When Dan Dickau first started kicking around the idea of hosting his own charity basketball game, he had two goals in mind.
“I wanted to give something back to the community of Spokane, which had been so good to me while I was here,” explained the former Gonzaga University All-American and three-year NBA veteran, who averaged 13.2 points as the starting point guard for the New Orleans Hornets last winter.
“Plus, I wanted to play in that new building.”
Both goals will be met Saturday night, when the Toyota Dan Dickau Charity Classic plays out at GU’s McCarthey Athletic Center, the $25 million, 6,000-seat arena that opened last fall and serves as the home of Bulldogs basketball.
The charity event, which features teams comprised of current NBA players and former Zags, tips off at 7, with proceeds going to several local charities, including Catholic Charities, Camp Goodtimes and the Spokane Children’s Museum.
Event promoter John Hines said more than 2,000 tickets, priced at $30, $24 and $18, are still available.
“It’s going to be a lot of fun,” said Hines, the director of Northwest Sports & Entertainment, Inc., which also produces Gonzaga’s annual Battle in Seattle. “People are going to walk away knowing they’ve been to something special.”
Along with the chance to watch Dickau and several of his former GU teammates make their McCarthey Athletic Center debuts, those in attendance will be treated to myriad of games, contests and giveaways – including a trip to Mexico.
There will also be a pregame tribute to Ronny Turiaf, the former Zags standout and second-round draft choice of the Los Angeles Lakers, who underwent successful open heart surgery to repair an enlarged aortic root earlier this week at Stanford University Medical Center.
In addition, proceeds from the charity game’s Adopt a Player program will be used – along with in-kind contributions from spectators – to supplement a special fund for Turiaf, whose $1 million NBA contract was voided by the Lakers after they learned of his heart ailment.
“We wanted to be able to raise some money for Ronny, because he’s such a great person and because he’s done so much for Gonzaga,” Dickau said.
Hines was still in the process of finalizing the rosters for Saturday’s game, which has been sanctioned by the NBA and will feature NBA officials.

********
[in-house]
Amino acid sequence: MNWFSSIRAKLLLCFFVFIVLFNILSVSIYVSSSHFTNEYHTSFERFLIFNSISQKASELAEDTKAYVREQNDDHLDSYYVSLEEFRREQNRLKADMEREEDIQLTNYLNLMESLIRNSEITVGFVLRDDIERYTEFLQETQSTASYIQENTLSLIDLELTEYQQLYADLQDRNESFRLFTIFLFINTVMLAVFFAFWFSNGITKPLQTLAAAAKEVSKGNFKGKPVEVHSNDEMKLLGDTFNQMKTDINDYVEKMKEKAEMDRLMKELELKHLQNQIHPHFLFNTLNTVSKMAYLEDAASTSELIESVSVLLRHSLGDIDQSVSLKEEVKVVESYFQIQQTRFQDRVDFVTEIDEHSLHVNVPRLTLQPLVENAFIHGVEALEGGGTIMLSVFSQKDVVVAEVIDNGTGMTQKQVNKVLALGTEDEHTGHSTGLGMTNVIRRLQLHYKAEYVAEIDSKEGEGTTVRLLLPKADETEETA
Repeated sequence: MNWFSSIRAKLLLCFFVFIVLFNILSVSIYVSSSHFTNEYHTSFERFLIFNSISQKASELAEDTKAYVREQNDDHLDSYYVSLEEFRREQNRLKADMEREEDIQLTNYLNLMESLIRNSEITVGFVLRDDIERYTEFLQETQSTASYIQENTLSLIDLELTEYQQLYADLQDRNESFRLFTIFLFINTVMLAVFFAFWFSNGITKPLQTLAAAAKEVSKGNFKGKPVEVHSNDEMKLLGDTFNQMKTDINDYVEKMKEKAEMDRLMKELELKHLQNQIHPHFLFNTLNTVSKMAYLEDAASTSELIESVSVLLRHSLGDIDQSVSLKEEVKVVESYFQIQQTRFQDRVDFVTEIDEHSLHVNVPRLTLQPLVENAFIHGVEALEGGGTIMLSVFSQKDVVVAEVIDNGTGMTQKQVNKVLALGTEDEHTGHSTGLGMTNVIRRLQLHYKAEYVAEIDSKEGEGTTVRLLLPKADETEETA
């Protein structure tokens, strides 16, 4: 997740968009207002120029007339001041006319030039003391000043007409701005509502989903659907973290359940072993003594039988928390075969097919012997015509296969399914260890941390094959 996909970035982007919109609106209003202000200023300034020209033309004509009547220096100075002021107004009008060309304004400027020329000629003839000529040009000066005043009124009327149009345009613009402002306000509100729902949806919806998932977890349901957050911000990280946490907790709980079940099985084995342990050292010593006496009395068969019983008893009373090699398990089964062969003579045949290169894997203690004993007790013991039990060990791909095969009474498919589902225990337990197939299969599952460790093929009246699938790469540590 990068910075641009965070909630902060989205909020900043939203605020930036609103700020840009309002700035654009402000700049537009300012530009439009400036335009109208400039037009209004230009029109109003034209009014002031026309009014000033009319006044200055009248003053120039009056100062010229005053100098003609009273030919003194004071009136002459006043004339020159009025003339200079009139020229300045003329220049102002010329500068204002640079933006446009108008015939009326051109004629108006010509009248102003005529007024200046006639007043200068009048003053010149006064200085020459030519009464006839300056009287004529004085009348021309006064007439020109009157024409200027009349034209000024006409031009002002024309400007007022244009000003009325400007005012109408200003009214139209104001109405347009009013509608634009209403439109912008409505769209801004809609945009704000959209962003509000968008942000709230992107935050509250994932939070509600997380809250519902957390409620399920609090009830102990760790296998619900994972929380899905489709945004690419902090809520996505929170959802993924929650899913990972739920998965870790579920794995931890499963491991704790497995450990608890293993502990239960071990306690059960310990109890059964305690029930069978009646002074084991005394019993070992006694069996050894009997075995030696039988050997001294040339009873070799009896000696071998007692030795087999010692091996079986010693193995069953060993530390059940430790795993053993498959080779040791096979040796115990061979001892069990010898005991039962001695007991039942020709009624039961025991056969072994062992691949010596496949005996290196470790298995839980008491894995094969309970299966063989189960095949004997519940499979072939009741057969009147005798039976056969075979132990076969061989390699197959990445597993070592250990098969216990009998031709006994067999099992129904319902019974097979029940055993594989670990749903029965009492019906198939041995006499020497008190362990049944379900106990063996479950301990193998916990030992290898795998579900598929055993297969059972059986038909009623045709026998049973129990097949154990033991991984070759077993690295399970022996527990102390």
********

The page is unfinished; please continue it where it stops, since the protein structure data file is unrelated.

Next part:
Among the NBA veterans expected to participate are Dickau; Casey Jacobsen of the New Orleans Hornets; Jannero Pargo and Jared Reiner of the Chicago Bulls; Luke Ridnour of the Seattle SuperSonics; Jason Terry of the Dallas Mavericks; Luke Jackson of the Cleveland Cavaliers; and Kyle Korver and Josh Davis of the Philadelphia 76ers.
Heading the list of former GU players on the roster are NBA free agent Richie Frahm, who played with the Portland Trail Blazers last season, Matt Santangelo, Zach Gourde, Blake Stepp, Winston Brooks, Richard Fox, Tony Skinner, Kyle Bankhead, Ryan Floyd, Alex Hernandez and Cory Violette.
Former Washington Huskies star Nate Robinson, a first-round draft pick of the New York Knicks, and former Seattle Prep standout Martell Webster, who was drafted directly out of high school by the Portland Trail Blazers, have also committed to playing.
“Once I decided it was a go, the hardest thing was getting guys to commit to playing in it three, four or five months in advance,” Dickau said. “The rosters have changed a few times, but I’m happy with the responses I’ve gotten from the NBA guys. And I’m really happy with the responses I’ve gotten from the Gonzaga guys.
“Everybody is really excited about the game.”
Dickau, who has been traded five times in the two years he has been in the NBA, is a free agent without a contract. He said he is leaving all of his contract negotiations up to his agent, Mark Bartelstein.
“There’s some interest out there, I guess,” Dickau said, “but nothing to get too excited about at this point.”
Still, he said he feels better about his NBA career after finally getting a chance to play meaningful minutes in New Orleans.
“But there is still a lot of room for growth in my game,” he added. “A lot of that is working on my body and my conditioning. I’ve had a good summer, but right about now is the time where you really start picking up the workouts and gearing up for training camp – wherever that might be.”
Dickau and his wife, Heather, are expecting their second child in February, which heightens the anxiety of not knowing where home will be come the start of the NBA season.
“But there’s been so much uncertainty to this point in my NBA career that it doesn’t seem all that bad,” Dickau said. “It’s certainly nothing that we haven’t dealt with or handled before.”
As for what to expect from him on Saturday night, Dickau admitted, “I might be a little rusty.
“I’m going to give it my best, but my game is still rounding into shape.”
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